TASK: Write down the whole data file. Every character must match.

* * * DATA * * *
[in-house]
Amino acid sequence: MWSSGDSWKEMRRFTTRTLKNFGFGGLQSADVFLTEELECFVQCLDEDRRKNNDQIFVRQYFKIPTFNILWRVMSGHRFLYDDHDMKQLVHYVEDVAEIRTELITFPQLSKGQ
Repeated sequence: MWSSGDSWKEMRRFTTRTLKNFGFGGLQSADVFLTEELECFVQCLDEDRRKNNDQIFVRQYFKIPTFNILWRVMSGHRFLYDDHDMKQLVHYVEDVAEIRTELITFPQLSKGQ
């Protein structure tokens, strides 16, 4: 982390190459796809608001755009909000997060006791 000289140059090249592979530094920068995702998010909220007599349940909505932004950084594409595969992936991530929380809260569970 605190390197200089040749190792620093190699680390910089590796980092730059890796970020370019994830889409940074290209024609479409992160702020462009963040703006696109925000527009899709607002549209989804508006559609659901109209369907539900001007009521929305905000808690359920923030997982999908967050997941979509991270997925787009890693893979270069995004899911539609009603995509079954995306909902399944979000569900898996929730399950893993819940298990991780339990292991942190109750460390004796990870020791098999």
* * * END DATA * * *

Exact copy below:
[in-house]
Amino acid sequence: MWSSGDSWKEMRRFTTRTLKNFGFGGLQSADVFLTEELECFVQCLDEDRRKNNDQIFVRQYFKIPTFNILWRVMSGHRFLYDDHDMKQLVHYVEDVAEIRTELITFPQLSKGQ
Repeated sequence: MWSSGDSWKEMRRFTTRTLKNFGFGGLQSADVFLTEELECFVQCLDEDRRKNNDQIFVRQYFKIPTFNILWRVMSGHRFLYDDHDMKQLVHYVEDVAEIRTELITFPQLSKGQ
């Protein structure tokens, strides 16, 4: 982390190459796809608001755009909000997060006791 000289140059090249592979530094920068995702998010909220007599349940909505932004950084594409595969992936991530929380809260569970 605190390197200089040749190792620093190699680390910089590796980092730059890796970020370019994830889409940074290209024609479409992160702020462009963040703006696109925000527009899709607002549209989804508006559609659901109209369907539900001007009521929305905000808690359920923030997982999908967050997941979509991270997925787009890693893979270069995004899911539609009603995509079954995306909902399944979000569900898996929730399950893993819940298990991780339990292991942190109750460390004796990870020791098999």